A combination of pressures prompted Derby City Council to review its on-premise data centre strategy in 2015.
Virtual GP service ‘risks destabilising care’
Martin Rowland has warned that the expansion of the NHS GP at Hand service risks ‘destabilising care’ for the most complex and vulnerable cases.
Rowland, who is emeritus professor of health services research at the University of Cambridge, said that the virtual GP service, where patients are consulted over smartphones, would ‘cream off’ fit young patients from existing practices at the expense of those with the greatest needs if rolled out across the country.
At present, millions of NHS patients in London and Birmingham can sign up to the service, which offers a GP consultation via a smartphone 24 hours a day. The app offers a symptom check for patients and video GP consultations within hours. More than 50,000 people have enrolled at the service, created by private health provider Babylon.
However, the technology has faced criticism for ‘cherry-picking’ healthy patients. Rowland, who was a GP for 35 years, told PA the practice was meeting the needs of a particular group of people ‘but not addressing the wider needs of the population’.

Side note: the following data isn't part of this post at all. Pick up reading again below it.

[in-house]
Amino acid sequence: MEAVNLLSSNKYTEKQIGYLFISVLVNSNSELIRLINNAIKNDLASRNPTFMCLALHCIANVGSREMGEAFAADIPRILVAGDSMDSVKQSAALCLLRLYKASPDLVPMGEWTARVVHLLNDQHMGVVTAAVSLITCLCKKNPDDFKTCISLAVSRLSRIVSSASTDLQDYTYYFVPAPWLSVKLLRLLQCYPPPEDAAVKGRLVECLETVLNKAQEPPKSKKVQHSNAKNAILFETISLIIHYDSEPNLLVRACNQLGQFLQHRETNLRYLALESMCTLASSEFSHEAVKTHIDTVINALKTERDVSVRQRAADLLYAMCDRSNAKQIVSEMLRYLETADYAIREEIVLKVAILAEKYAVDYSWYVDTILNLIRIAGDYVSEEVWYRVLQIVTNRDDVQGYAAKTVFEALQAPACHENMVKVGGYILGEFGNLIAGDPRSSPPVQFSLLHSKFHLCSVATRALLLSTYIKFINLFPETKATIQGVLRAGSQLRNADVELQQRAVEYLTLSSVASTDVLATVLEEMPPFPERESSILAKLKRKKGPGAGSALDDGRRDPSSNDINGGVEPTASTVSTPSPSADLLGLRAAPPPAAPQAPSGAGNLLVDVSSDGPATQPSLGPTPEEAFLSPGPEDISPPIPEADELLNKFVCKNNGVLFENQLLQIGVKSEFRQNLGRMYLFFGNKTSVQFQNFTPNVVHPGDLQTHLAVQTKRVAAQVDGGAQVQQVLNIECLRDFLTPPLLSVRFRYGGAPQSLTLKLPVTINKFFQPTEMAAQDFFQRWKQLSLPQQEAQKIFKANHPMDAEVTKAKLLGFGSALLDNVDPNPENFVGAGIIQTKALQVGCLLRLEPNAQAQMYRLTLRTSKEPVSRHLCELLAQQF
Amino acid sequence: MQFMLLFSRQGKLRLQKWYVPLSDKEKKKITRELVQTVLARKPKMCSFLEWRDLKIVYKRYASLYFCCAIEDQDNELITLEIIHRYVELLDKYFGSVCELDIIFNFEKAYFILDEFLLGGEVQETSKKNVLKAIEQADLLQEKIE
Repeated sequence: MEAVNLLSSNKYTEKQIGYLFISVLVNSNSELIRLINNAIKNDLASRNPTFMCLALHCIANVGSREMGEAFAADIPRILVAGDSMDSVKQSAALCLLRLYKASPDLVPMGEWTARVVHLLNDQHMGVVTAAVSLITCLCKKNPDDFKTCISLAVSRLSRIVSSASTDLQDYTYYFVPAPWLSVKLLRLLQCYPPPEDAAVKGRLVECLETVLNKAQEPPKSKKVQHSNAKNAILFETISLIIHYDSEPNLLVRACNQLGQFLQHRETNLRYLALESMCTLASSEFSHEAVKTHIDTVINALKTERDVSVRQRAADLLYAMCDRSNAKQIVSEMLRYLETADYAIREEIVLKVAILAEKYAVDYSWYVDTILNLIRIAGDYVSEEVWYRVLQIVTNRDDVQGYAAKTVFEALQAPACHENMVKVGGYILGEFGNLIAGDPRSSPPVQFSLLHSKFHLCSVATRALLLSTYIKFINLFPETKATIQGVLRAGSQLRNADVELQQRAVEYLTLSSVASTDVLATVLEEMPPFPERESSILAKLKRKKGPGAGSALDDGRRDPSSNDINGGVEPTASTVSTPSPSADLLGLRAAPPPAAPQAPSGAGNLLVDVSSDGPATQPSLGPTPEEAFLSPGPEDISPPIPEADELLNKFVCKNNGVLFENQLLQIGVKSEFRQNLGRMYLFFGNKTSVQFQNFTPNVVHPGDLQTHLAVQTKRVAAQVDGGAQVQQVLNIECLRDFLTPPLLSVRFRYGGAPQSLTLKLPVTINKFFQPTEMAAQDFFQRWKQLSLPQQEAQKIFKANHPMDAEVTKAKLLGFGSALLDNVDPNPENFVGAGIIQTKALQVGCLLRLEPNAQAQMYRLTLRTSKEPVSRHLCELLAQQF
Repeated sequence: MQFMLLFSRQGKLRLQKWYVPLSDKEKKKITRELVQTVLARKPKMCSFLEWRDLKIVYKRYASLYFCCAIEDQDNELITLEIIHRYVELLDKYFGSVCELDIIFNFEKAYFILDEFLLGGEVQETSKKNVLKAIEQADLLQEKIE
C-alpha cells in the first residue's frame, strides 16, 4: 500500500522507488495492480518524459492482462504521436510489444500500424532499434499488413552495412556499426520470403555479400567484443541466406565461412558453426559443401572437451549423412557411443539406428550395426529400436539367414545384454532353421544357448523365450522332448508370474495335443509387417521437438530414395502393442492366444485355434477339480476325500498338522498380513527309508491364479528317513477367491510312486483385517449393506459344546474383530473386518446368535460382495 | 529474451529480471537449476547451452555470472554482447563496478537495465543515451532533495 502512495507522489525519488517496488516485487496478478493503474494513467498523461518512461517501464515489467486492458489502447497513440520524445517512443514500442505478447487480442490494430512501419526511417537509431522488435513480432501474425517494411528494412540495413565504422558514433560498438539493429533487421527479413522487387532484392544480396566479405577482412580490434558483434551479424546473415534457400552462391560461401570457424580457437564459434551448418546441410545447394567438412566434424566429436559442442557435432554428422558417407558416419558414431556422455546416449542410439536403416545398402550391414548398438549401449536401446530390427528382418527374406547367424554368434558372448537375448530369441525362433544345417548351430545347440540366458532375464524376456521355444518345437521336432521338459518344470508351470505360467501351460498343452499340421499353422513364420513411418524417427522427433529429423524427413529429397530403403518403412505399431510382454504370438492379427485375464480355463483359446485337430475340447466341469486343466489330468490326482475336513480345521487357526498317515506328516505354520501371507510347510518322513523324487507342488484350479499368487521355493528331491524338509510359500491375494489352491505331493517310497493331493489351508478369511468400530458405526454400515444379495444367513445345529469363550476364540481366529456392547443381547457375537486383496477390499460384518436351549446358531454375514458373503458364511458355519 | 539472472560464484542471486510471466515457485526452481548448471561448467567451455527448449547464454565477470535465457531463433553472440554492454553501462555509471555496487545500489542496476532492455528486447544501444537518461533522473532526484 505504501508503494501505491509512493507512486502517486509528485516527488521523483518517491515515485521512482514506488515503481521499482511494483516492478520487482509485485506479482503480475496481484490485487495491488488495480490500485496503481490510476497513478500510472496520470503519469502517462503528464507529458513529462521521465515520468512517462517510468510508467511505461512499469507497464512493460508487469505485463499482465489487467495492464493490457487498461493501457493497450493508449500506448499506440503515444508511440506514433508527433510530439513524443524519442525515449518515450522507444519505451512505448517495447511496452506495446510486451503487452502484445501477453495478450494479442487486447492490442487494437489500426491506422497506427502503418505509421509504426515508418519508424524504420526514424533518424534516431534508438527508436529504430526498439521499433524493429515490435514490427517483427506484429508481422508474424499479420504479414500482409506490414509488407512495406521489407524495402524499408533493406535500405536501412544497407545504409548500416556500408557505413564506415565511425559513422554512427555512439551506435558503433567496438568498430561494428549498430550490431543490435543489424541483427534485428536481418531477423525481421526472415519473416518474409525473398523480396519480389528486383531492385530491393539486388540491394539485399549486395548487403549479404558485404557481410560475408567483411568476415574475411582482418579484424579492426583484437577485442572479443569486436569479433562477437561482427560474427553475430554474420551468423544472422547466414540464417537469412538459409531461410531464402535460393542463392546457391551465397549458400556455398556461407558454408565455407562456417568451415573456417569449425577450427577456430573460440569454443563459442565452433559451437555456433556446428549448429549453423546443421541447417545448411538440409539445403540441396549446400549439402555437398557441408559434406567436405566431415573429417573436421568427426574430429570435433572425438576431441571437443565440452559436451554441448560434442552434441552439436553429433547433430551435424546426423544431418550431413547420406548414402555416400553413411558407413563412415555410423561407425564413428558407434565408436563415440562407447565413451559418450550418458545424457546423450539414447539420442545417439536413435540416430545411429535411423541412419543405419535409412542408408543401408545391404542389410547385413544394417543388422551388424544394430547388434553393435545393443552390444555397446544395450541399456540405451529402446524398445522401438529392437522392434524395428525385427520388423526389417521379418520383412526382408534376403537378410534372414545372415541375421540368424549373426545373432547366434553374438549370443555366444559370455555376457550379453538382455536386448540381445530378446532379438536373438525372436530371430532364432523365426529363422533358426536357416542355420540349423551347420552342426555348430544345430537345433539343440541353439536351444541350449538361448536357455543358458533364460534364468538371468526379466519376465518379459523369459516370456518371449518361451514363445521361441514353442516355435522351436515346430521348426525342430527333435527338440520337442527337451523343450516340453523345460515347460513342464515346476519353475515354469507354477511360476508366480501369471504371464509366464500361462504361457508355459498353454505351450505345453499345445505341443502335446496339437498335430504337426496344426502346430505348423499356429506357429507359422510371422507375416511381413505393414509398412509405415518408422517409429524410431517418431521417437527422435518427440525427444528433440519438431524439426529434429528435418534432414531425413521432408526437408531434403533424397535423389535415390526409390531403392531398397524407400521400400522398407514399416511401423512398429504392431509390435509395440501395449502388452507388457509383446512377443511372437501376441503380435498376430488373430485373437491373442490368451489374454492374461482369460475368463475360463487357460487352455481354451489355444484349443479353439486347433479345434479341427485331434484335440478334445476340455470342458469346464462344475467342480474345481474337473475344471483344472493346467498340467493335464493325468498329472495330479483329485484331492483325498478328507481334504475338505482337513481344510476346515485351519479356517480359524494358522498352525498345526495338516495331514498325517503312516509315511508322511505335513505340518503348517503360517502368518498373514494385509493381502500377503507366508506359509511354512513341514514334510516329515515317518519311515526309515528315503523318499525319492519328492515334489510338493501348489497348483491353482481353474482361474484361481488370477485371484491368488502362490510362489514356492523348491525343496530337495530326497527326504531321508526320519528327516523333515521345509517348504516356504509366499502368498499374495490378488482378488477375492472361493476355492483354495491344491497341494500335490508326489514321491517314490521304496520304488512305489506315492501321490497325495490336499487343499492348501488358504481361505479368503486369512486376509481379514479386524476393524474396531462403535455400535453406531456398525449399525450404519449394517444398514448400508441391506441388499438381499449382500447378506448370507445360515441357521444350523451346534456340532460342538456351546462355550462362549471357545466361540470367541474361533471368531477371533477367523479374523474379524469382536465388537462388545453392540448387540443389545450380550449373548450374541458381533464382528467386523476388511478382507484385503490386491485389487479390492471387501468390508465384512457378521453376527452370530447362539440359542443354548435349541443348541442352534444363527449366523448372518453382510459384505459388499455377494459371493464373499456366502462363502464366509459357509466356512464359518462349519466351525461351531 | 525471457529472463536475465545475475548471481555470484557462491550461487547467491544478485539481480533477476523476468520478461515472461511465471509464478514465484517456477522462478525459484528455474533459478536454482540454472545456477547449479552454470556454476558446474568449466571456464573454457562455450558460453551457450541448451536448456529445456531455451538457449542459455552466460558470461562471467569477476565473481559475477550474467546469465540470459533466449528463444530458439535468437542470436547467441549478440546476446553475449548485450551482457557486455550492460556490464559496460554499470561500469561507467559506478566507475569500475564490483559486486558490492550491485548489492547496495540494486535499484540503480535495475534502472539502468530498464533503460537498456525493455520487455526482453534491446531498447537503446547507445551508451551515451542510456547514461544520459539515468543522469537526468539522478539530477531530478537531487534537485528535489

He said: “It’s essentially taking money away from practices. This hasn’t happened to a great degree because clearly GP at Hand has only taken a small number of patients from any one practice, but if you are making the situation where, in a hypothetical example, GP at Hand took away all the patients away from the practice and left the practice just with the chronically ill and elderly, and the funding didn’t reflect that, then essentially those GPs would have even less money to look after those older people.
“However, the current NHS funding formula does not adjust adequately for the costs of providing a comprehensive primary care service, and the NHS needs urgently to review its arrangements that have allowed a private company to cream off fit young patients from existing NHS practices. If the GP at Hand model became widespread, it would risk destabilising care for patients with the greatest needs and those who need regular proactive care.”